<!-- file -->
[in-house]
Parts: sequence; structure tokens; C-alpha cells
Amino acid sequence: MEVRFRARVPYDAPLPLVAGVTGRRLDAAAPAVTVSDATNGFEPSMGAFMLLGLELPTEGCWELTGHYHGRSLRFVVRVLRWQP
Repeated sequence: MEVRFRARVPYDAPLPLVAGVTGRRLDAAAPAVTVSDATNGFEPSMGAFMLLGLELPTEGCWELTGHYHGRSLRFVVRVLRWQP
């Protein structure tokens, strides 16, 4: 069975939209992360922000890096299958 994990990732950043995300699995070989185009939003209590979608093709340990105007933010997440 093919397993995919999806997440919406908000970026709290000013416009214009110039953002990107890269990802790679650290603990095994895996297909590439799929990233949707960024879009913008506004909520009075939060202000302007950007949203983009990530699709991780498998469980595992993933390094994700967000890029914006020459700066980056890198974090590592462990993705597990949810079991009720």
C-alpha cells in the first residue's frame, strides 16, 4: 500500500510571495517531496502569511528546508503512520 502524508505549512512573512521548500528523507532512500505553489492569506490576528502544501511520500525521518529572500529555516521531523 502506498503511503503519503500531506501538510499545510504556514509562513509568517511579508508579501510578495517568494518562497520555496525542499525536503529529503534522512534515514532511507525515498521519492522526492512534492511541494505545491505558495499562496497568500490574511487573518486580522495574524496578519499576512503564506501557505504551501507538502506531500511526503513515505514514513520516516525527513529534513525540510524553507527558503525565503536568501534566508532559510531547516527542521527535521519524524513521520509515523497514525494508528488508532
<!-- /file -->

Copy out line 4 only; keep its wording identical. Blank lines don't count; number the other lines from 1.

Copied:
Repeated sequence: MEVRFRARVPYDAPLPLVAGVTGRRLDAAAPAVTVSDATNGFEPSMGAFMLLGLELPTEGCWELTGHYHGRSLRFVVRVLRWQP